The return of visitors to the Lake District was a cool, calm and collected affair – despite fears of chaos at the UK’s beauty spots
“It’s not been anywhere near as busy as we thought it might have been.” This sentiment from Lake District National Park volunteer Chris Anderson sums up my return to Cumbria in a nutshell.
On July 4, when many forecasted armageddon at the UK’s holiday hotspots, the reality in the Lake District was more cool, calm and collected than catastrophic – it appears the new normal of travel feels, well, fairly normal.
An early start, in fear of hitting the traffic many predicted, meant I was one of the first people to arrive in Ambleside on Saturday, as local business owners lifted their shop shutters for the first time in months and the earlier risers among us fuelled up on coffee (served, as now is routine, from behind a perspex screen but still with lashings of the warm Cumbrian welcome I had missed so much during lockdown).
As I laced up my walking boots, feeling guilty about the coating of dried mud from my last pre-Covid hike still present, I couldn’t help but feel a sense of relief – it felt refreshing to be back and away from home for an entire day (and night) for the first time in over four months.
A circular ramble around Rydal Water, the family home of poet William Wordsworth, taking in views of Grasmere in the distance and the iconic caves below Loughrigg Fell with my parents in tow, was just as enjoyable and serene as ever.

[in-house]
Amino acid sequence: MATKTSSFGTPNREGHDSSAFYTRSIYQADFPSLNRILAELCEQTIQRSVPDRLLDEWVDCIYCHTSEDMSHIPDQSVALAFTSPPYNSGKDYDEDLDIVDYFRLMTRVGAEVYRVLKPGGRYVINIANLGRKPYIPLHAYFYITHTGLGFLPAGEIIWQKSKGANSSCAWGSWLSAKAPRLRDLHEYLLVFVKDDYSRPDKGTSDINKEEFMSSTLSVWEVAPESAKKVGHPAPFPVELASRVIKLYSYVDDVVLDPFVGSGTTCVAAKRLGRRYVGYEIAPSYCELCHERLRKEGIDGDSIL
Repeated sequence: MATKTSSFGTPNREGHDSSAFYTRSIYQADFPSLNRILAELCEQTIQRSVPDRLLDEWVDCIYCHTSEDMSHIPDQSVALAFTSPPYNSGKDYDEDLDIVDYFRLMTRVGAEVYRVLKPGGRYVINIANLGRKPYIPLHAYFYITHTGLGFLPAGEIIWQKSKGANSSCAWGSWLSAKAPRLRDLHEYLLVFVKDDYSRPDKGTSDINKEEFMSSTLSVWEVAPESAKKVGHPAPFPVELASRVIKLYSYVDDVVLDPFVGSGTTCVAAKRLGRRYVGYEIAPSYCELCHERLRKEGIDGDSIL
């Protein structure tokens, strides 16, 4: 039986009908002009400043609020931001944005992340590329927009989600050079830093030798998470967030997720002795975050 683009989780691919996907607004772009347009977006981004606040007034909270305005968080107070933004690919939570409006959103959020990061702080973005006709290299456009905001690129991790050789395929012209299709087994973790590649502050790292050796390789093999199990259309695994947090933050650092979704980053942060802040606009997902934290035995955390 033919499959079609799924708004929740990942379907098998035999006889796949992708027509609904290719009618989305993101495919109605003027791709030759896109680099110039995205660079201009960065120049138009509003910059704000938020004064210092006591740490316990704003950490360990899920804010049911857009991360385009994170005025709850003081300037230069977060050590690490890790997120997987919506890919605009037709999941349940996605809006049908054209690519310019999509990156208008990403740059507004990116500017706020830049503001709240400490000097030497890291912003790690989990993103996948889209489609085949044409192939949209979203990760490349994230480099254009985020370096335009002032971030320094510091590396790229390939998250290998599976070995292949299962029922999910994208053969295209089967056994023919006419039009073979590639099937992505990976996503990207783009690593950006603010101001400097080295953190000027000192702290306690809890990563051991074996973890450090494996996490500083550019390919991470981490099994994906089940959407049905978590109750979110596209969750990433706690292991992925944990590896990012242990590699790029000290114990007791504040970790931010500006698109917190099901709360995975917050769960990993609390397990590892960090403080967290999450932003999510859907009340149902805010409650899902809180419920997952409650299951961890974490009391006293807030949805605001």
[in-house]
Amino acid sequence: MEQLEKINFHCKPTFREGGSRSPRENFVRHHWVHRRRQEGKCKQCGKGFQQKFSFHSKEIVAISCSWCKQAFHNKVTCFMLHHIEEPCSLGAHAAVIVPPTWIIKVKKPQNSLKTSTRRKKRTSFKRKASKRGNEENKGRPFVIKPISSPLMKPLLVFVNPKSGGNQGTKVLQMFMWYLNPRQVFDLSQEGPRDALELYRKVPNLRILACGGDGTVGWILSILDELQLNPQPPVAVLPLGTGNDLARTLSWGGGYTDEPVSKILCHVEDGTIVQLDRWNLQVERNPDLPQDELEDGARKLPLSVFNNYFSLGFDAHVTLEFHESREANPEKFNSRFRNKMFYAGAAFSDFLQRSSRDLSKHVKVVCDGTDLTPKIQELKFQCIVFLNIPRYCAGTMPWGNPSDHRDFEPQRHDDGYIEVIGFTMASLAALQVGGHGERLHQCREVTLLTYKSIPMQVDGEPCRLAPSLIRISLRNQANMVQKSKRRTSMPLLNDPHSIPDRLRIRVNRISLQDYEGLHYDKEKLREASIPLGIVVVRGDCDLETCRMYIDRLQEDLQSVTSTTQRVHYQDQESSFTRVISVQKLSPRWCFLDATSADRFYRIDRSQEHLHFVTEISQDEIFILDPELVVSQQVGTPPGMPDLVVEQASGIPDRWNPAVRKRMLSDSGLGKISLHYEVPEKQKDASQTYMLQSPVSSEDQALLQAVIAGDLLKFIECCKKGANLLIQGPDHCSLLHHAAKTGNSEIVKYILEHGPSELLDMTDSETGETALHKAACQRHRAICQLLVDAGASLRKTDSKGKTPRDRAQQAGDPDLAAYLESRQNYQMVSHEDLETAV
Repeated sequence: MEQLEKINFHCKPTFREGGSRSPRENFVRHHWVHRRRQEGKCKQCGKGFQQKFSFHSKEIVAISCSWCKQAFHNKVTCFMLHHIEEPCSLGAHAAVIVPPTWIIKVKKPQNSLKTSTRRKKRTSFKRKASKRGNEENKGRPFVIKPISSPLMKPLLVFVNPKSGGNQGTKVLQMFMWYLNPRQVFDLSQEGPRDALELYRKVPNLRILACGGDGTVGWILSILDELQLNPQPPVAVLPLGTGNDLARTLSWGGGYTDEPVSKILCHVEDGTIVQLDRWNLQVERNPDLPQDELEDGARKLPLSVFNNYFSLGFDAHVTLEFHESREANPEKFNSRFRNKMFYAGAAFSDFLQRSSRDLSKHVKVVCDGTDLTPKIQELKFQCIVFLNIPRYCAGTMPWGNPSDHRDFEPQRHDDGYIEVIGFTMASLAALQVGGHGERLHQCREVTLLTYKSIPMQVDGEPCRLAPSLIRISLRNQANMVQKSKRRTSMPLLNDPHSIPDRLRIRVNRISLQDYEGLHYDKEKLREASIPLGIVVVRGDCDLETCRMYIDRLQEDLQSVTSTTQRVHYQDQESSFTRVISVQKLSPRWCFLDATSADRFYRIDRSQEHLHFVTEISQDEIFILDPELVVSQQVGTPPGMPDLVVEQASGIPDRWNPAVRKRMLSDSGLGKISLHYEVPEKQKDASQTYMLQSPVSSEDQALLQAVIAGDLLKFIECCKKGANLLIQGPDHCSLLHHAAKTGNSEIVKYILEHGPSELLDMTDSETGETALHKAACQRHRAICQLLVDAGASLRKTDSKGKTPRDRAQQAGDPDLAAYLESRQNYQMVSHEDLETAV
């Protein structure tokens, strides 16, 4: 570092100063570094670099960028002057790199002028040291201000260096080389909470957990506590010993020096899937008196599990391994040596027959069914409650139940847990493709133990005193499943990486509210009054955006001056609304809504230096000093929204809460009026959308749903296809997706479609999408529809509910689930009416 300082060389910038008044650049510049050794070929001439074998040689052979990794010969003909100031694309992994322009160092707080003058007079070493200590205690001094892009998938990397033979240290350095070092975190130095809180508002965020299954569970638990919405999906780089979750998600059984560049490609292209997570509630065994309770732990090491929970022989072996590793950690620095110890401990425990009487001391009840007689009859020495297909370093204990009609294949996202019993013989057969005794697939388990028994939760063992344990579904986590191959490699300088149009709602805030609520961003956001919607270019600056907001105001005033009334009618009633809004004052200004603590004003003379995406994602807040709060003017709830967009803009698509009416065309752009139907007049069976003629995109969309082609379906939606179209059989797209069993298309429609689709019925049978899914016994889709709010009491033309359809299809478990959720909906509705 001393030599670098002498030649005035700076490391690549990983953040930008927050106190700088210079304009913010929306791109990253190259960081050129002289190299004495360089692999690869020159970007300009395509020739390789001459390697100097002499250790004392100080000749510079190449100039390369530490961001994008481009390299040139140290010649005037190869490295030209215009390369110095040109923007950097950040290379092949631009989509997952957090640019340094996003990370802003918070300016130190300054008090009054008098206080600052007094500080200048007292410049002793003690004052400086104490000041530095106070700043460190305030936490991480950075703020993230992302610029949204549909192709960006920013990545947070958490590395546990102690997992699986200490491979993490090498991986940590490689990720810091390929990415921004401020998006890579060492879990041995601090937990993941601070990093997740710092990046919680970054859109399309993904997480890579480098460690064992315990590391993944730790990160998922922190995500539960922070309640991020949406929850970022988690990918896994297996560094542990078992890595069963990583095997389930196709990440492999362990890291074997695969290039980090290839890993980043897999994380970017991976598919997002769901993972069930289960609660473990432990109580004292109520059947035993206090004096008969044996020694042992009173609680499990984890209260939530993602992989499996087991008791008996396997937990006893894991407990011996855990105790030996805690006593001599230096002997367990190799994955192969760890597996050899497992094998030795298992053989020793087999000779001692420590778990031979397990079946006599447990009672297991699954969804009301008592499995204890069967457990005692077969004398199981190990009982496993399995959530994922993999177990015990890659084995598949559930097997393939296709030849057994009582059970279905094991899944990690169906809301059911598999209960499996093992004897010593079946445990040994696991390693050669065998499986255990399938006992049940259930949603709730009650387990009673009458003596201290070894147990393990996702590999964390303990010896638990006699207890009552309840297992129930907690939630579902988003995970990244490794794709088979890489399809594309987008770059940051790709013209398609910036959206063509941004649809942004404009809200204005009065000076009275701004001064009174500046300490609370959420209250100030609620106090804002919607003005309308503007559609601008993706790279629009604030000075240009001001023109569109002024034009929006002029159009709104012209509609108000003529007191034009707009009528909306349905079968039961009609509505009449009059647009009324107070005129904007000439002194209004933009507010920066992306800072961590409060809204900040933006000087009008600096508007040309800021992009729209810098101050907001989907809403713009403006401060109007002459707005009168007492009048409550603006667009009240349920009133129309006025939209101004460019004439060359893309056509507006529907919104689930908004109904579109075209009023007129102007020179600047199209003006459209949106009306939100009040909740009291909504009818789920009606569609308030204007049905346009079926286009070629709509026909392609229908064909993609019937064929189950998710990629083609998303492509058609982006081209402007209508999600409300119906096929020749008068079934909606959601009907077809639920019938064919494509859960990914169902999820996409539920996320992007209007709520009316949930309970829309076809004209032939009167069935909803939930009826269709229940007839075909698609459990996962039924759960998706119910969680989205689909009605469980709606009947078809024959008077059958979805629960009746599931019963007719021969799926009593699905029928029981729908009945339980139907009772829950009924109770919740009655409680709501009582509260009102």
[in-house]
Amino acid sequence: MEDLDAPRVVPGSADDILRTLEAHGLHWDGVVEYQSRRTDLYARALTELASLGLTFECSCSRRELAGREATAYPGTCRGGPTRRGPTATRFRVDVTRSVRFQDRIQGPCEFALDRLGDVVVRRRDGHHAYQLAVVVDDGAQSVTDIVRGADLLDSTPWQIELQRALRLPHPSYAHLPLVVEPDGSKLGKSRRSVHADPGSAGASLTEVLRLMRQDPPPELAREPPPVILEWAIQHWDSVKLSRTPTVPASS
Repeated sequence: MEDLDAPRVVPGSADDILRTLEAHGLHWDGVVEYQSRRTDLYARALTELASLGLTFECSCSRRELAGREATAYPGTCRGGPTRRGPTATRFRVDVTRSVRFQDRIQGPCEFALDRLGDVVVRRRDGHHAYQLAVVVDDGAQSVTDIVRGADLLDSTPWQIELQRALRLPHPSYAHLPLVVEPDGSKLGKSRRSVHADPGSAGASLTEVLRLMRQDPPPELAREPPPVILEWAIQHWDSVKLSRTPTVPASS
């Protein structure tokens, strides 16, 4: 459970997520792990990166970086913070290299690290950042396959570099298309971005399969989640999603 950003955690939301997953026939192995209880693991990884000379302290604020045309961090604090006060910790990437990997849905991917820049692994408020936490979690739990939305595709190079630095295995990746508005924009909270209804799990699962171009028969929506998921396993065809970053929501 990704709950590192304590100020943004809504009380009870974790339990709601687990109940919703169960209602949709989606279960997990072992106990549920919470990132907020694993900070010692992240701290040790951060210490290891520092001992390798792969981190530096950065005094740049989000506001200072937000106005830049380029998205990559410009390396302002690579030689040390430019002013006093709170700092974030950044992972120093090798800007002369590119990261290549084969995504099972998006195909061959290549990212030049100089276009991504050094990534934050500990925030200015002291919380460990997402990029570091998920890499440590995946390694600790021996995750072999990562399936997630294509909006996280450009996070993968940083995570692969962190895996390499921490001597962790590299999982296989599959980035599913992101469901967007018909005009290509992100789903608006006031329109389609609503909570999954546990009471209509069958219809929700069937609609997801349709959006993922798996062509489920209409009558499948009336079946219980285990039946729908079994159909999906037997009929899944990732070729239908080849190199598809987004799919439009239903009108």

It all felt so normal. As usual, the dog wasted no time in launching himself into the nearest available body of water; like always my mum had over-catered for our picnic; and with every stride I felt that familiar spring returning to my step.
The only visible impact of Covid-19 on the walkers who braved the drizzly weather was the introduction of efficient contactless pay-and-display machines in the car parks and public toilets, the occasional shuffle to bypass fellow ramblers at a safe distance and volunteers like Chris Anderson on hand to keep visitors informed.
Chris and her fellow volunteer Sylvia Shaw told me how glad they were to see the regular visitors return to the area, as they huddled under their umbrellas and pointed directions to the occasional passing car.
The duo explained that during lockdown a lot of the visitors to the Lake District were first-timers, who lacked any knowledge of the area and the countryside code of conduct. Now tourists have the green light, locals like Chris and Sylvia are hoping the experienced Lakeland visitors, who have travelled to the area for years, will lead by example and the littering and bad parking of recent weeks will be a thing of the past.
I kept my eyes peeled for any relics of the preceding weeks, when warm weather turned the lake shores and countryside into something of a free-for-all. A single patch of burnt grass, remnants of a BBQ, was all I found around Rydal Water.